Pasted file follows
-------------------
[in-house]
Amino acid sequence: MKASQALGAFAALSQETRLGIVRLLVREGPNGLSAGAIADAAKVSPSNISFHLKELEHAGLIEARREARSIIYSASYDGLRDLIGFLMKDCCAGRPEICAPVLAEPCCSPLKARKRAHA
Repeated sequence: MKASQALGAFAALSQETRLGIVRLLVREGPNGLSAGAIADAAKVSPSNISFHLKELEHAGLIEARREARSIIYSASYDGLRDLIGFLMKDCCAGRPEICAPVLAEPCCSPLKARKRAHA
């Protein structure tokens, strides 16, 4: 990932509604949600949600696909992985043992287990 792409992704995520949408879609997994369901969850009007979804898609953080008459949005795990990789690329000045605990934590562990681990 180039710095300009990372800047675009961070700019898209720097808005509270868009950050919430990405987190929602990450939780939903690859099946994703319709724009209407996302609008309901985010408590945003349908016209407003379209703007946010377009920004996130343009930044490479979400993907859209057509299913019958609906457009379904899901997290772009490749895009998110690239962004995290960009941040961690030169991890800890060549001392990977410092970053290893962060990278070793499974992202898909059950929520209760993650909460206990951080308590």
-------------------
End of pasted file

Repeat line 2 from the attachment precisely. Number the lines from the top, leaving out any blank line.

Amino acid sequence: MKASQALGAFAALSQETRLGIVRLLVREGPNGLSAGAIADAAKVSPSNISFHLKELEHAGLIEARREARSIIYSASYDGLRDLIGFLMKDCCAGRPEICAPVLAEPCCSPLKARKRAHA